Republic also right now has two affiliated closed-end investment funds deploying capital into startups and crypto projects, along with a digital investment arm operating as Republic Realm that focuses exclusively on metaverses and NFTs.
Over 100 metaverse real estate developments (including the Metajuku shopping district in Decentraland)
It’s clear that Everyrealm has serious money to spend (they’ve already raised US$60 million), and they intend to invest it in a variety of metaverse platforms! Anita reports:
Everyrealm hopes to become “the gateway to the entire metaverse ecosystem,” according to the company. It is invested in 25 different metaverses and owns 3,000+ NFTs today, Yorio said.
“We started out investing [in the metaverse], but we’ve since expanded our mandate to do a lot more than that. We see ourselves as developers of metaverse content, so we don’t just passively invest and sit back and wait for other people to build things,” Yorio said. The company has built on top of many of its virtual properties — for example, it launched a retail store concept in Decentraland two weeks ago, which it plans to expand into other metaverse platforms, Yorio said. Indeed, 10,000 virtual items in the store sold out in the span of an hour, she added.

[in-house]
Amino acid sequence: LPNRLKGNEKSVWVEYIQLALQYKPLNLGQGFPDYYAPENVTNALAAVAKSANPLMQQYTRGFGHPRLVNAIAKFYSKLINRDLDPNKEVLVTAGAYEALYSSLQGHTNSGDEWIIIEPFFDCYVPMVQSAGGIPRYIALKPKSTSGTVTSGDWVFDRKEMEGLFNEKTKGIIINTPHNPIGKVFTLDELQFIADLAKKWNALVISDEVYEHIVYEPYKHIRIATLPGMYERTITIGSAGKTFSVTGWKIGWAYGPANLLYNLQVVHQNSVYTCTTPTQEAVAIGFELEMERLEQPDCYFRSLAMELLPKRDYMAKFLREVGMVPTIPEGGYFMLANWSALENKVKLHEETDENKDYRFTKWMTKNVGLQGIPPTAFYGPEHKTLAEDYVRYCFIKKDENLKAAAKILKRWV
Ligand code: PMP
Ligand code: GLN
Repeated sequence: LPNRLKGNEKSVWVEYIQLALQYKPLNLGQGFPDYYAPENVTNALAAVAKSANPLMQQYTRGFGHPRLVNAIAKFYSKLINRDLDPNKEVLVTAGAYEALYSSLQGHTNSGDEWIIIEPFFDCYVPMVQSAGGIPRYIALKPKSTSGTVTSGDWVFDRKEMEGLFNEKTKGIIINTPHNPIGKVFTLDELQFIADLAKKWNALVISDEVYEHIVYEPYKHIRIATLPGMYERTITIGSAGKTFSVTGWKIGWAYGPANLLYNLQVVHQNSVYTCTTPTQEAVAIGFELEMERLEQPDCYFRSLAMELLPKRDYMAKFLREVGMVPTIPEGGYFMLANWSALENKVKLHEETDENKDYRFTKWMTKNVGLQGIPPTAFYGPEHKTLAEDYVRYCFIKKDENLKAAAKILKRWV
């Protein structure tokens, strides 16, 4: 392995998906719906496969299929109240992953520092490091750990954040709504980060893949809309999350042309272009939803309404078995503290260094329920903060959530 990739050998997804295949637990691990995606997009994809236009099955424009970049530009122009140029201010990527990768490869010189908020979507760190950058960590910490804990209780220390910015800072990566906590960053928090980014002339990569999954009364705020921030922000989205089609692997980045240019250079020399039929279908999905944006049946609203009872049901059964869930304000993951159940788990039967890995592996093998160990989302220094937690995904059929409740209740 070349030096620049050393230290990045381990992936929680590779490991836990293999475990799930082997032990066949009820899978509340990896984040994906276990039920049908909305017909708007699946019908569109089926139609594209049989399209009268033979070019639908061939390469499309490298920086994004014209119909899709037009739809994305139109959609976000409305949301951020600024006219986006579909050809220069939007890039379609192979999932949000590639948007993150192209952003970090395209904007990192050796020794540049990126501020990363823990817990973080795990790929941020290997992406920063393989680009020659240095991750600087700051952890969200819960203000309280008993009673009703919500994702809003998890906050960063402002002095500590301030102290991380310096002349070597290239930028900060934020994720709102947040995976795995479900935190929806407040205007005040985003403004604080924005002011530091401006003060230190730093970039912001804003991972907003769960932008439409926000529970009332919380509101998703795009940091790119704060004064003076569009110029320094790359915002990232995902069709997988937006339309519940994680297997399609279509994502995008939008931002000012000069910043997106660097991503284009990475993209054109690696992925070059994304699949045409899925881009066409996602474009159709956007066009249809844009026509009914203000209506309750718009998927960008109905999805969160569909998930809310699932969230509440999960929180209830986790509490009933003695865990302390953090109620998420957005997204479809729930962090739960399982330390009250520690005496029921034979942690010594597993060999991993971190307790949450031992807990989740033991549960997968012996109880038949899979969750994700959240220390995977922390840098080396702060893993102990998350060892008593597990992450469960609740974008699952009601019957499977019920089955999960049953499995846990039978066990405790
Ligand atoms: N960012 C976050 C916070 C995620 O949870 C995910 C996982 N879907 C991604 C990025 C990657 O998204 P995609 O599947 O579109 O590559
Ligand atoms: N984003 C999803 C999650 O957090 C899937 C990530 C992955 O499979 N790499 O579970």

Apparently, they have set up a virtual campus in the blockchain-based social VR platform Somnium Space, and Somnium Space CEO Artur Sychov himself will be teaching “a class at the Academy about VR and the future of the metaverse:”
Tuition for four weeks, which includes a “limited edition Republic Realm Academy NFT Tuition Badge”, which will “be your campus ID card and unlock all Republic Realm Academy resources and initiatives at the start of the term”, six online courses, plus “limited office hours with professors, subject to availability”, costs US$1,000…
Let’s face it: it’s to Cathy’s and Artur’s and so many other people’s advantage to sell (and yes, I deliberately use the word sell) as many people as they can on this frankly blinkered perspective on the metaverse—even to the point of offering thousand-dollar certificates for things could probably be learned just as easily from others for free! The overall messaging here is that the non-blockchain-based metaverse platforms which predate this boom in artificially-scarce NFT-based real estate are simply not worth bothering with or investing in.
Well, I now publicly will eat some crow, because buried in Anita’s TechCrunch report is the following news nugget: